Diamond Head State Monument, Oahu

Diamond Head State Monument

Diamond Head is Hawaii’s most famous landmark. Known in Hawaiian as Le’ahi, so named by Hi’laka, the sister of the fire god Pele, because the summit supposedly resembles the forehead (lae) of the yellowfin tuna fish (‘ahi). It wasn’t until the late 1700′s, when western traders thought they had found diamonds on the slope of the crater, that they began to call it Diamond Head.

But before you head to the Diamond Head State Monument to dig for diamonds, you should know that (to the disappointment of the western explorers and traders) the so-called diamonds were merely calcite crystals, worthless to mine.

The must-do at the Diamond Head State Monument is the short hike through old military bunkers. (Bring water and a flashlight.) The historical trail to the summit is an easy 1.4 mile hike that climbs an elevation of 560 feet and ends with sweeping views of the Honolulu area.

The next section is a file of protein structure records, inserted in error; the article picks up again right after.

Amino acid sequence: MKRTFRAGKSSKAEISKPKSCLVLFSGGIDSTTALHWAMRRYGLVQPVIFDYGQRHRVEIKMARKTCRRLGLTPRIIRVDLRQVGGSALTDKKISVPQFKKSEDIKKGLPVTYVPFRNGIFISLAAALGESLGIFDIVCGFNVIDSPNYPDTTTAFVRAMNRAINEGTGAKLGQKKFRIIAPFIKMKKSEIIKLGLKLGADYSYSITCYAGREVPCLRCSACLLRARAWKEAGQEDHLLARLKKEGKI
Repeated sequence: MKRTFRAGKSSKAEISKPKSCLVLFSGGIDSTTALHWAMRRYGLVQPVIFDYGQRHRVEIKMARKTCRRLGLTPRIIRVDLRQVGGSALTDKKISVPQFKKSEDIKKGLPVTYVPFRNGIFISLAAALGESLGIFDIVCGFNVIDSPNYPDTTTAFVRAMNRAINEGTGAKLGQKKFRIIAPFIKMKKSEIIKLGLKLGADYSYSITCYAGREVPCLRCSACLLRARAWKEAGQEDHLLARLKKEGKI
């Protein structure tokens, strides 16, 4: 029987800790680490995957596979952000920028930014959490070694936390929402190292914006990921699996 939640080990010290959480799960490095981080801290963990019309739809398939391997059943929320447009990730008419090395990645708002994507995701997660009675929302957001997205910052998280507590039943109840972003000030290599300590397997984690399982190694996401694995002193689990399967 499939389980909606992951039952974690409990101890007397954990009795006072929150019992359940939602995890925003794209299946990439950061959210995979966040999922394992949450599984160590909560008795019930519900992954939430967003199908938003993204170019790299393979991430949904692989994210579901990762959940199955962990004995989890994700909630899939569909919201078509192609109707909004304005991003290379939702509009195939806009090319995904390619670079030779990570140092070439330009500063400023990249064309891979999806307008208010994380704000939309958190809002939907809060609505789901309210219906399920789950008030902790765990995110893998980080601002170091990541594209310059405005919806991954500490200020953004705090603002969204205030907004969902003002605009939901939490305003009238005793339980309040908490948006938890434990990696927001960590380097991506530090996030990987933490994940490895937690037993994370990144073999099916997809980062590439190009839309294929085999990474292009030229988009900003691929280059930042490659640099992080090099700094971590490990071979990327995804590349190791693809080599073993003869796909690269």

There are handrails, plenty of places to rest, and places of interest, so allow 1.5 to 2 hours for a leisurely round-trip hike. Also, bring a flashlight because portions of this trail go through long, dark tunnels. Amazingly, some locals and visitors jog up and down Diamond Head for exercise.

To get to the access road to the trail, follow Kalakaua Avenue to Kapiolani Park. Go north on Diamond Head Avenue to 18th Avenue.


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